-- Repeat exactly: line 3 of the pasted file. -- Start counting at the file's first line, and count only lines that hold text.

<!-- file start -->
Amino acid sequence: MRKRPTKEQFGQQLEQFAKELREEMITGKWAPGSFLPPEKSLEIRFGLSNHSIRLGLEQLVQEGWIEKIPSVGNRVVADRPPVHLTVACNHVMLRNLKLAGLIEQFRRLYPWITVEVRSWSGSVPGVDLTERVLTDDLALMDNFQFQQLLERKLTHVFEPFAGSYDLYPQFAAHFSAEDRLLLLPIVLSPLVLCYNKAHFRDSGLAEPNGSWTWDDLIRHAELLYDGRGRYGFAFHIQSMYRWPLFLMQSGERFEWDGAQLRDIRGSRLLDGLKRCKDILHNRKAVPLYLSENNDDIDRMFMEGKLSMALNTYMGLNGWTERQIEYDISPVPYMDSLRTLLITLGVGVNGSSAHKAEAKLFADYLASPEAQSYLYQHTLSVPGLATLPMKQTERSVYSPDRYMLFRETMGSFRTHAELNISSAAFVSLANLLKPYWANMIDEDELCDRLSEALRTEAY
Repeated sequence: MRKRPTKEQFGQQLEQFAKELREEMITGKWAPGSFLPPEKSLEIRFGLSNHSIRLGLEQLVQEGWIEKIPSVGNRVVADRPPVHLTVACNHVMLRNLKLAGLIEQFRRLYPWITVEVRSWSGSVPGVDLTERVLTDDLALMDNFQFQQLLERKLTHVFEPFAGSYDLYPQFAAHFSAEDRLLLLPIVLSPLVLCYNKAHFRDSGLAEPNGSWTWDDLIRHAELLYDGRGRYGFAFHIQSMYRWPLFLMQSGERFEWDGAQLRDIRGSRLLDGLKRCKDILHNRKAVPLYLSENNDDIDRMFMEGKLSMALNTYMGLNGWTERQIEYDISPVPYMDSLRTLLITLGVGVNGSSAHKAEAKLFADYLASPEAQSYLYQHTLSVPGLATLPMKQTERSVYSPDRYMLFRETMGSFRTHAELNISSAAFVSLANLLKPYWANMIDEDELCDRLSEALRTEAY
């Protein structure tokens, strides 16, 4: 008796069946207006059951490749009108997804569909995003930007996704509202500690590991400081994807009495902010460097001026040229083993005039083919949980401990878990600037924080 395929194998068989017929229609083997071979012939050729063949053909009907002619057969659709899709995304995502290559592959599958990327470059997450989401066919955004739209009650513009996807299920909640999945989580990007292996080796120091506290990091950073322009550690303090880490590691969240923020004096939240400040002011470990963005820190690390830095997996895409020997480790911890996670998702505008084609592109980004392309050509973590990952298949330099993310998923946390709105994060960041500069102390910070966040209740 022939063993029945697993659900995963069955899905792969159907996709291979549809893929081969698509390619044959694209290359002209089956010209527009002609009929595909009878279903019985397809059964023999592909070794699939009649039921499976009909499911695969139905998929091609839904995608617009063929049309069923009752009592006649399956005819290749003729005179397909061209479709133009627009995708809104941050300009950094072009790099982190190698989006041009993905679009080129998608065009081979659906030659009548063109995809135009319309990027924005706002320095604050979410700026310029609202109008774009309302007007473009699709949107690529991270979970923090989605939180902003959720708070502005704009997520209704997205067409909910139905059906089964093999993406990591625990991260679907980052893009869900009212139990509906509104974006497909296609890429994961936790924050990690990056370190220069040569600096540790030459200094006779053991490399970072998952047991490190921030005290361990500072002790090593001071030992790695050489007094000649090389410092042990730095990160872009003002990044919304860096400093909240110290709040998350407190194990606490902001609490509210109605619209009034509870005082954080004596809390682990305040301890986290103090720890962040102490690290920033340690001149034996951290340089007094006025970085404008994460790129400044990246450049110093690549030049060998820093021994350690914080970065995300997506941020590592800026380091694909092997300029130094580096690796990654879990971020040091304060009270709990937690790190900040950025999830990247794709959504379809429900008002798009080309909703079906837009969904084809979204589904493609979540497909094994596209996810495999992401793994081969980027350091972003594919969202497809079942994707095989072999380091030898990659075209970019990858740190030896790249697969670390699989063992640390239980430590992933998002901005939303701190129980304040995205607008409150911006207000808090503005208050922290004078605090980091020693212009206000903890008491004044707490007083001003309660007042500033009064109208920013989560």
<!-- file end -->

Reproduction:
């Protein structure tokens, strides 16, 4: 008796069946207006059951490749009108997804569909995003930007996704509202500690590991400081994807009495902010460097001026040229083993005039083919949980401990878990600037924080 395929194998068989017929229609083997071979012939050729063949053909009907002619057969659709899709995304995502290559592959599958990327470059997450989401066919955004739209009650513009996807299920909640999945989580990007292996080796120091506290990091950073322009550690303090880490590691969240923020004096939240400040002011470990963005820190690390830095997996895409020997480790911890996670998702505008084609592109980004392309050509973590990952298949330099993310998923946390709105994060960041500069102390910070966040209740 022939063993029945697993659900995963069955899905792969159907996709291979549809893929081969698509390619044959694209290359002209089956010209527009002609009929595909009878279903019985397809059964023999592909070794699939009649039921499976009909499911695969139905998929091609839904995608617009063929049309069923009752009592006649399956005819290749003729005179397909061209479709133009627009995708809104941050300009950094072009790099982190190698989006041009993905679009080129998608065009081979659906030659009548063109995809135009319309990027924005706002320095604050979410700026310029609202109008774009309302007007473009699709949107690529991270979970923090989605939180902003959720708070502005704009997520209704997205067409909910139905059906089964093999993406990591625990991260679907980052893009869900009212139990509906509104974006497909296609890429994961936790924050990690990056370190220069040569600096540790030459200094006779053991490399970072998952047991490190921030005290361990500072002790090593001071030992790695050489007094000649090389410092042990730095990160872009003002990044919304860096400093909240110290709040998350407190194990606490902001609490509210109605619209009034509870005082954080004596809390682990305040301890986290103090720890962040102490690290920033340690001149034996951290340089007094006025970085404008994460790129400044990246450049110093690549030049060998820093021994350690914080970065995300997506941020590592800026380091694909092997300029130094580096690796990654879990971020040091304060009270709990937690790190900040950025999830990247794709959504379809429900008002798009080309909703079906837009969904084809979204589904493609979540497909094994596209996810495999992401793994081969980027350091972003594919969202497809079942994707095989072999380091030898990659075209970019990858740190030896790249697969670390699989063992640390239980430590992933998002901005939303701190129980304040995205607008409150911006207000808090503005208050922290004078605090980091020693212009206000903890008491004044707490007083001003309660007042500033009064109208920013989560």